Nothing really new here. If you liked/loved the series on TV, you’ll like/love the movie. It’s just a little bigger, a little more grand, a little more lush, and has perhaps one or two too many subplots. To give enough breathing room for all the secondary stories, the film would have to be at least a half hour longer, but the ability of its likely (older) patrons aren’t used to sitting that long—hence the two-hour running time.
The plot itself has been signaled well enough in the trailers (the King and Queen are coming!!), but creator and screenwriter Julian Fellowes has a nifty twist prepared to keep things from becoming too predictable. What is predictable, and by predictable here I mean comforting and familiar, are all the characters, their personalities, their interrelationships, and of course the place and time. The well-appointed rooms, the gorgeous costumes, the elegant and moving music—they’re all there. Perhaps the film’s greatest triumph is logistical—getting all those actors together long enough to get this film recorded. My guess is that it will never happen again.
And perhaps the near-zero chance of making this happen again is the reason Fellowes felt he had to tie up so many stories; he may well have felt that there was no way many of the stories he started would ever be able to be developed beyond these two hours, and so they had to be presented with some kind of closure or a promise thereof.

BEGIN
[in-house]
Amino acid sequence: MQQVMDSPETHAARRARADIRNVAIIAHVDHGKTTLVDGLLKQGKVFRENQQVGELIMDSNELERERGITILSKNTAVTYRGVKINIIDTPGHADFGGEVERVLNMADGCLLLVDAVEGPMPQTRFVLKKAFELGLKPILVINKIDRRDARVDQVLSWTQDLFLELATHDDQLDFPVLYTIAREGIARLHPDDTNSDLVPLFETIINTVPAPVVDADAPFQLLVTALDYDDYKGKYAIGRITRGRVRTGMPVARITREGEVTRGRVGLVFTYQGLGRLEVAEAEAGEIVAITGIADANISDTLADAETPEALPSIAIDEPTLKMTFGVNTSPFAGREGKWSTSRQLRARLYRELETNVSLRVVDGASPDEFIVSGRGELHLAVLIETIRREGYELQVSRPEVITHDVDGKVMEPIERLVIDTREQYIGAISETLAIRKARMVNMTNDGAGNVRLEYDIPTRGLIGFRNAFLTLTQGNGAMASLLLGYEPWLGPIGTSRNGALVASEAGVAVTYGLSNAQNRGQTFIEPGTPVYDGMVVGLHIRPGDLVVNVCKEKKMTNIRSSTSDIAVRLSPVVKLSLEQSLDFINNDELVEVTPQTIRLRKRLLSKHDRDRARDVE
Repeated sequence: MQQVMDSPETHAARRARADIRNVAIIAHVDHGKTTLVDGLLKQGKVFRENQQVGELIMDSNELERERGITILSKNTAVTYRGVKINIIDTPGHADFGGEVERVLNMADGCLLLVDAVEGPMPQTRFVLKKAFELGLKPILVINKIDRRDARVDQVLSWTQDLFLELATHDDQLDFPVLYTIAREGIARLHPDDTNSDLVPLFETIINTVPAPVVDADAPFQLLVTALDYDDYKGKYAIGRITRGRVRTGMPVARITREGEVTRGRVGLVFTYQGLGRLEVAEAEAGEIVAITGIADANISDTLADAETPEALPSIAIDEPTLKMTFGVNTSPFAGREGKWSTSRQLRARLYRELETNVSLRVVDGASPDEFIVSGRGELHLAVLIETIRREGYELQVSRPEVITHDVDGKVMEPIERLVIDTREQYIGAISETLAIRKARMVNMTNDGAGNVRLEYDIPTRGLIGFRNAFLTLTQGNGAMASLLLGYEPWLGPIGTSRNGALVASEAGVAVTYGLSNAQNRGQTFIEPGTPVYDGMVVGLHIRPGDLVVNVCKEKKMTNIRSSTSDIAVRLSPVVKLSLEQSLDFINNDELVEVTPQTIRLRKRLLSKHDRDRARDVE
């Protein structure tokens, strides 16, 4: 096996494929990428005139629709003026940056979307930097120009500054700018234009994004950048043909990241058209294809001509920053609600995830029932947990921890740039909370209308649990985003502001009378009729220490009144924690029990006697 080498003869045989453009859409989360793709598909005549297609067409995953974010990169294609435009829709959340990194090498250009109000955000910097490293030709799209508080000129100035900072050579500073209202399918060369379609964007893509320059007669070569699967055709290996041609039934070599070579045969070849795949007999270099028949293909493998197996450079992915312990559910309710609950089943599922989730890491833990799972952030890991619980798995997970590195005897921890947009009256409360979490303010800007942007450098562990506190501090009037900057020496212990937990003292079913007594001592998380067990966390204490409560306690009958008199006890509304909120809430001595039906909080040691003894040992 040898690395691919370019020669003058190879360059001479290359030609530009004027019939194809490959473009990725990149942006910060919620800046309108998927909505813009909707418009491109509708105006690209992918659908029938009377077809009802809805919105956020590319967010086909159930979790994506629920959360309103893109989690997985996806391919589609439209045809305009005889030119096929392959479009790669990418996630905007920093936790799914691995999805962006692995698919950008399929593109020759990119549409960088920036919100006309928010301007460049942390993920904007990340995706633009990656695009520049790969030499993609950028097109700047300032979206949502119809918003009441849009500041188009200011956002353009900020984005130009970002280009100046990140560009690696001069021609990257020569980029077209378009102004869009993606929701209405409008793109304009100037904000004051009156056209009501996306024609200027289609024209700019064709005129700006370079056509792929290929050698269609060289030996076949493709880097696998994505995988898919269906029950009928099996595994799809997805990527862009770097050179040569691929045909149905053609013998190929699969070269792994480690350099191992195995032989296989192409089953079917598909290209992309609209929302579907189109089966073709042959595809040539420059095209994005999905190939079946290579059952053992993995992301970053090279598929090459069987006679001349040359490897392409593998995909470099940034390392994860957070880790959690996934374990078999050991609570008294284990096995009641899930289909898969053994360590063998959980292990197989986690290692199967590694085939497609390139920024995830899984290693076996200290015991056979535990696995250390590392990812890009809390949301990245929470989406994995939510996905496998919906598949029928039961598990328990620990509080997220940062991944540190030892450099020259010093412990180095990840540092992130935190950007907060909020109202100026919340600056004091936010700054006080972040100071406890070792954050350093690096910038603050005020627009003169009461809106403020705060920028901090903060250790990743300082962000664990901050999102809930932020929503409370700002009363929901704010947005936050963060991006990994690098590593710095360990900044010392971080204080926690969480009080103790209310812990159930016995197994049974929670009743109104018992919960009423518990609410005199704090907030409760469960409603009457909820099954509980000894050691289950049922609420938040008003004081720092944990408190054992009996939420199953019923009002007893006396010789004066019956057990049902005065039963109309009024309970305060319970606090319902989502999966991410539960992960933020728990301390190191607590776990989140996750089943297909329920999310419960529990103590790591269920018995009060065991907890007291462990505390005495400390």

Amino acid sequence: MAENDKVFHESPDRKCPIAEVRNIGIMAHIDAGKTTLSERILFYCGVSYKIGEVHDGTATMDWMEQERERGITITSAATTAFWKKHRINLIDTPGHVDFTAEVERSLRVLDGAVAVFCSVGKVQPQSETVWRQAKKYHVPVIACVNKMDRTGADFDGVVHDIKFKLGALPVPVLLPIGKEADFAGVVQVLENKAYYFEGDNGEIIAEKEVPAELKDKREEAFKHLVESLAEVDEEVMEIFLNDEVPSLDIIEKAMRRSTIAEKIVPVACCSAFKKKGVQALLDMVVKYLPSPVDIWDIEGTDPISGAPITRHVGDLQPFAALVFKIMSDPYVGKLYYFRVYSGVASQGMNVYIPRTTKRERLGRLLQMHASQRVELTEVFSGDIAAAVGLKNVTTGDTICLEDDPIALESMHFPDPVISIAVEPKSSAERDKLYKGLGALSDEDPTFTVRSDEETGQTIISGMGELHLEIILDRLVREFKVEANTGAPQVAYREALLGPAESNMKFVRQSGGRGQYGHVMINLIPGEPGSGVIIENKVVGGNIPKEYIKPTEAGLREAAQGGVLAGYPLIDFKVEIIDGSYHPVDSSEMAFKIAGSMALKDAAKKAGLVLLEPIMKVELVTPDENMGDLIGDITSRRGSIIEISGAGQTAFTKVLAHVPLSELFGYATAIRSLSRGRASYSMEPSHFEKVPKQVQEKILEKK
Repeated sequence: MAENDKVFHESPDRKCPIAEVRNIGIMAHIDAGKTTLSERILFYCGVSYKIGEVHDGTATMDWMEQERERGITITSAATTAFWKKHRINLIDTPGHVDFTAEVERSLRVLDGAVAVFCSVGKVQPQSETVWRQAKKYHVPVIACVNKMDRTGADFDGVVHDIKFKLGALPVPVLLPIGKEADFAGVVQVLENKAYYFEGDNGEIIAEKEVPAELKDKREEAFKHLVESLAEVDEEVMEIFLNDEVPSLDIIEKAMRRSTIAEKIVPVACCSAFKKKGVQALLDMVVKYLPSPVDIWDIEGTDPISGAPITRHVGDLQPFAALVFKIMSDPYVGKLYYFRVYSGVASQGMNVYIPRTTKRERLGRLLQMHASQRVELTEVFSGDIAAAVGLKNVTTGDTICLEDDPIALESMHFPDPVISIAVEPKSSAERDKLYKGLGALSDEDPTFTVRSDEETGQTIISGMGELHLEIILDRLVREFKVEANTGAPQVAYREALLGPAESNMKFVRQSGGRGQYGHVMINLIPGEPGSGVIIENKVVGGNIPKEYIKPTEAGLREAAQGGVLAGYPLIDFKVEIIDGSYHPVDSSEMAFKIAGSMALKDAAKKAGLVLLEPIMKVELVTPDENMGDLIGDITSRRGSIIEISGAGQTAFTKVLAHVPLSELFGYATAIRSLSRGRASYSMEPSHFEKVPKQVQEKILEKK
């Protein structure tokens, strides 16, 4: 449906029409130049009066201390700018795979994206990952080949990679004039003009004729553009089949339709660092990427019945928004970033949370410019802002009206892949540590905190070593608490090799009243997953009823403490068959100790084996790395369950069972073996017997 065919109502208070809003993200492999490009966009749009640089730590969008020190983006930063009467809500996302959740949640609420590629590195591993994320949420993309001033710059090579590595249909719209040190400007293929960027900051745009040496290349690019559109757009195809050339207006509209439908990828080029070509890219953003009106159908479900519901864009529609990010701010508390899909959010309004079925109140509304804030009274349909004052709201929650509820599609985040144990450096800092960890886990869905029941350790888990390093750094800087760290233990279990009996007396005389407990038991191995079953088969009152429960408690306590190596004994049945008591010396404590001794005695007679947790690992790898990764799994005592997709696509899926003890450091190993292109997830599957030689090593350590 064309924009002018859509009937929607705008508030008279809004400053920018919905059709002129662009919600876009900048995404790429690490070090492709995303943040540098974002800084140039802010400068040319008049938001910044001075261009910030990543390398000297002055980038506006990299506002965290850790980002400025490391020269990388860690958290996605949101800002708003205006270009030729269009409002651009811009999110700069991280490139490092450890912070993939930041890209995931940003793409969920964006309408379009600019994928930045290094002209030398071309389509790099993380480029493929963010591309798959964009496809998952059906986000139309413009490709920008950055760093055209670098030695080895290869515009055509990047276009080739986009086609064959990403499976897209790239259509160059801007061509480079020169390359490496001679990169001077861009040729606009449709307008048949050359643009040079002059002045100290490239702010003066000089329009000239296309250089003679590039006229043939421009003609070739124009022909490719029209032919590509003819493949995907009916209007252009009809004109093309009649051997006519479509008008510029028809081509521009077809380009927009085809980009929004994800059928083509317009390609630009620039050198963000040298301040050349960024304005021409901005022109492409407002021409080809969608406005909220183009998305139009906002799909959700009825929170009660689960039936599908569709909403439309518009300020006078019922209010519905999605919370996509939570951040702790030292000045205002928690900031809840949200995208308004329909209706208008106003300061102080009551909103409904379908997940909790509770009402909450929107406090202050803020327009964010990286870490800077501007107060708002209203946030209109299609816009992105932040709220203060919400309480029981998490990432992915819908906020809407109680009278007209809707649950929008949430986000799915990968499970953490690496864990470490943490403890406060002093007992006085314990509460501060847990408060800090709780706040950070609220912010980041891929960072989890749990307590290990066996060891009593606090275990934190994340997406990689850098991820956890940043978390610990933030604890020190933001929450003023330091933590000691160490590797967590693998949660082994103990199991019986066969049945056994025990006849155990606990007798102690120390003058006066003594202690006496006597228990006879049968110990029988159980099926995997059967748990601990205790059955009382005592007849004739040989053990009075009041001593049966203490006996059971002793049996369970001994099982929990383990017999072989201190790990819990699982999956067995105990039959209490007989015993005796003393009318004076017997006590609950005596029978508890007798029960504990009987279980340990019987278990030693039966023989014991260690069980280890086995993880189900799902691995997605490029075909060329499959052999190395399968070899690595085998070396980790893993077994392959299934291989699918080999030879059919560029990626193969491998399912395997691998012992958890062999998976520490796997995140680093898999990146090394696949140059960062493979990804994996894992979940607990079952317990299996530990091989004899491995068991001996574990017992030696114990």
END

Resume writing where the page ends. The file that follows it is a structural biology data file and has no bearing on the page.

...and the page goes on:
All these actors are solid. But a few performances are worthy of note. Miss Baxter (Raquel Cassidy), featured so prominently in the past, is practically invisible here, and she is missed. The happy opposite is the case with Tom (Allen Leech) and of course the indomitable Violet Crawley (Maggie Smith). Leech’s romantic subplot is rushed and unfulfilling, but he has some lovely moments remembering his wife and explaining how he looks at things now. Smith, whom I admire as both a line reader and actor (see https://film-prof.com/2013/04/15/actors-and-line-readers/), gets her chance to do the former (of course), but also has the chance to show her skills as a serious actor near the end of the film. Perhaps only Smith could have been called upon to wrap things up in such a believable and moving way.
The film’s major misstep (and it’s a significant one) is in handling Mr. Molesly (Kevin Doyle). Doyle was a surprise comic addition to the television show, and his comedy worked best in unexpected small moments. Here he is directed to go over the top from the word go, as if his drunken dance routine highlighted in the TV show were extended to an overly energetic performance throughout the entire film. It doesn’t work, and it makes his final exchange with Miss Baxter feel less authentic than it is written to be.
Some films are nearly critic-proof, and Downton Abbey might be accused of being immune to serious criticism. But not just matching but transcending a well-crafted television series can’t be taken for granted. There were many places where the story could have been overdone or underdone, or a performance might have fallen short, or an approach might have proven to be foolhardy, or the writer or director could have risked taking things in a “daring” new direction. Other than Doyle’s misconceived interpretation, none of these things is true of Downton Abbey. Yes, it’s as comfortable and generally unsurprising, but translating any television show to the big screen successfully, especially with a television director (Michael Engler) at the helm, is no small feat. For those who are looking to keep a show faithful to its TV series while expanding it for the big screen, Downton Abbey may well find itself a future model of how to do it right.